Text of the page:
Photo: “Trail of Tear” Map. Click here for detailed view.
Immigration Policy and our History of Atrocities against Indigenous People: A Reflection on the 2019 Convocation of Teaching Theologians
Each time I turn on the news, I hear journalists and the people they interview decrying the moment in which our country finds itself. We have allowed racism and bigotry to come to the fore, they say. Our policies against immigrants, such as the infamous family separation policy, express a cruelty that forsakes our history as a nation that welcomes immigrants.
These individuals are right to fear where such rhetoric and policies take us. It should also be noted that our nation’s track record regarding immigrants has not always been one of exemplar hospitality. Additionally, my experience at the Convocation of Teaching Theologians (July 29-31, 2019, Augustana College, Rock Island, IL) brought out a dynamic of the border debacle, one that I had previously disregarded, which complicates the simplistic narrative of the nation that once welcomed immigrants: our country’s historical treatment of indigenous people.
Many Latin Americans who attempt to cross the border into the United States have indigenous heritage. They come from lands and peoples who have been exploited for centuries in order for colonizers, then wealthy landowners, and later corporations to make a profit. A quick study of Latin American history demonstrates the race dynamics at work in this exploitation. White Europeans and their offspring have long drawn benefits from the blood of indigenous people and their descendants. (Eduardo Galeano’s 1971 work Open Veins of Latin American remains an excellent introduction to these realities.)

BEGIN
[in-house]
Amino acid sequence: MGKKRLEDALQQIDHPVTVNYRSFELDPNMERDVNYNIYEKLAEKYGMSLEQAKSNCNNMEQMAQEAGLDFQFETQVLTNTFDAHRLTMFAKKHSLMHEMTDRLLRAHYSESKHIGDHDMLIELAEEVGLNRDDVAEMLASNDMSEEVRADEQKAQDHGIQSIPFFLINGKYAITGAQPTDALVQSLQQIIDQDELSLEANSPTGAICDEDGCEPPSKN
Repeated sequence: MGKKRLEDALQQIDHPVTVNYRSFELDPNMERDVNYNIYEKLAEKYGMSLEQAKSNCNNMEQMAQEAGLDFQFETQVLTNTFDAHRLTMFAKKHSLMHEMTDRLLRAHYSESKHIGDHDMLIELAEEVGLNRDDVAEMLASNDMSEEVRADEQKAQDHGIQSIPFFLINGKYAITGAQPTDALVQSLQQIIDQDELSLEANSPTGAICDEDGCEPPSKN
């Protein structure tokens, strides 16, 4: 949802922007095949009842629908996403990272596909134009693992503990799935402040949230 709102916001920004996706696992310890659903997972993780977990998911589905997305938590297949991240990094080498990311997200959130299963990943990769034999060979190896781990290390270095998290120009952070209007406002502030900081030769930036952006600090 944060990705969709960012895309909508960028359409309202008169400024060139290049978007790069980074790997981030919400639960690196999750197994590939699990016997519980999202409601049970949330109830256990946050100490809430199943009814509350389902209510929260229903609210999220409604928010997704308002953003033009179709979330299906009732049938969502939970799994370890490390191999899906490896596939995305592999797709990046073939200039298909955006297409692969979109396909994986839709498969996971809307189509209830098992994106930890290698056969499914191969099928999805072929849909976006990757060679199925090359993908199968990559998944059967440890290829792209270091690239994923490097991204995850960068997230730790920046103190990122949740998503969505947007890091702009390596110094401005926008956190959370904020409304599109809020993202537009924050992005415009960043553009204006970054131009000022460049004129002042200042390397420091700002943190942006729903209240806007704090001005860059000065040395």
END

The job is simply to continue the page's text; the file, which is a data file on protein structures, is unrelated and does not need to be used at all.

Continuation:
Meanwhile, on the U.S. side of the border, we build walls through indigenous areas, restricting the movement of people on their ancestral land, separating communities, restricting access to sacred sites, and destroying natural resources. The policy of separating migrant children from the parents or adult guardians who brought them to the boarder eerily echoes the many decades-long policies in the United States that removed Native American children from their homes and sent them away to boarding schools. These practices traumatized the children, stripped them of their cultures, and alienated them from their families and communities.
I am so thankful to Vance Blackfox for drawing my attention to the relationship between the immigration crisis and our historical violence against Native Americans throughout the course of the conference. My own research focuses on the ways colonial structures codified within church polity are a barrier to immigrant integration in congregations. I am drawn to Latin American theologies as a source of wisdom in seeking to decolonize the polity for the sake of immigrants from that region. As move forward in my research, I intend to learn more about the church’s historical treatment of Native Americans, how Native Americans have made a space for themselves in the church in spite of colonial violence, and how we might learn from that experience to discern more equitable polity that makes space for all people, in their fullness, in the body of Christ.